Water, what wondrous stuff. Two hydrogen atoms sharing electrons with an oxygen atom. Seventy-five percent of the earth is covered by water. The human body is 60 to 70 percent water. We're supposed to drink eight eigh-ounce glasses of water a day.
Water. I like to surf on it, paddle through it, swim in it and drink it. I like to ski on it at 25 degrees and soak in it at 105 degrees. As much as I love water, though, I can get tired of the rain.
Isn't it odd? It seems like it's been raining all winter and yet our snowpack is only 57 percent of average in the Deschutes and Crooked River basins. Last week, Governor Ted Kulongoski issued Executive Order No. 10-03, determining a state of drought emergency in six counties including Deschutes. The declaration provides the state flexible water management strategies in an attempt to avoid a repeat of the Klamath basin's farmers-versus-fish water wars in 2001 and 2002 that generated national controversy.
The irrigation gods were busy beavers last week also, lowering the Deschutes River through town to a rocky creek. Whenever that happens, it is a good opportunity to scout the channel for the Pole Pedal Paddle. Fortunately, the water level was brought back up just in time for the second-annual Riverhouse Rendezvous Whitewater Slalom Race.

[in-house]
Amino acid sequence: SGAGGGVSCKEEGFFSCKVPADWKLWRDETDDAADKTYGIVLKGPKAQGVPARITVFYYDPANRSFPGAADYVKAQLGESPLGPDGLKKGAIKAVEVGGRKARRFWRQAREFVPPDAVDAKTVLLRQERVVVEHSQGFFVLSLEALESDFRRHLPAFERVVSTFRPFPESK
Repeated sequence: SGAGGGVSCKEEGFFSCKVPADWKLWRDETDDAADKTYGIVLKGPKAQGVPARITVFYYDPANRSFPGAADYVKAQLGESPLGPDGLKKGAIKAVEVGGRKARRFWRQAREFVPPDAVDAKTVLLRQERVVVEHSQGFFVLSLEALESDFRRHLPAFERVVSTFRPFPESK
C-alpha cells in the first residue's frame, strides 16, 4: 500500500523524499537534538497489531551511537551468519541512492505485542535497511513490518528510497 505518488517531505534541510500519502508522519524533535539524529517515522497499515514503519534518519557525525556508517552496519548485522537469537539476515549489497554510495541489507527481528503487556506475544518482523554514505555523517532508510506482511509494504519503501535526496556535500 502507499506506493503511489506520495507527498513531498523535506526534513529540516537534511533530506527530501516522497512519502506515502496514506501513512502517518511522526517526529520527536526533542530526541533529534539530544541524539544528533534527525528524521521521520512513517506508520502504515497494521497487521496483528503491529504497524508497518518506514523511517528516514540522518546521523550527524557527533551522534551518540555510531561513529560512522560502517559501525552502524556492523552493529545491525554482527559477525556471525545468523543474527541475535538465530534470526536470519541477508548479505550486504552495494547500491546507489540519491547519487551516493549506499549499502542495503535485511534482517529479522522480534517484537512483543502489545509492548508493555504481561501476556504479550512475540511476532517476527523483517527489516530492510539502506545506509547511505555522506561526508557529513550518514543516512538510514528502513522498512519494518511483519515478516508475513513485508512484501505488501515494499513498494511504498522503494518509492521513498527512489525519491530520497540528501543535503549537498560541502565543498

About 30 paddlers from around the Northwest took part in the event which involved the negotiation of 18 gates in a stretch of whitewater that tumbles past the Riverhouse Convention Center. There was rain, there was sun and there were gusts of wind buffetting the gates, which made the course that much more interesting.
The night before the event, Alder Creek Kayak & Canoe owner Geoff Frank fired up the barbies on the deck behind the store and tossed a party for racers and local paddlers. He announced that the popular Pickin' and Paddlin' events that he introduced last year would be expanded to five summer evenings this year. The last Wednesday of each month from May through September will feature demo boats, standup paddle races, food, beer and music. The not-to-miss bashes are fundraisers for the Bend Paddle Trail Alliance.
"We raised $4,000 last year. So we only need $1,696,000 more to make the whitewater park a reality," Geoff said.
"But, we've got ideas," he added enthusiastically.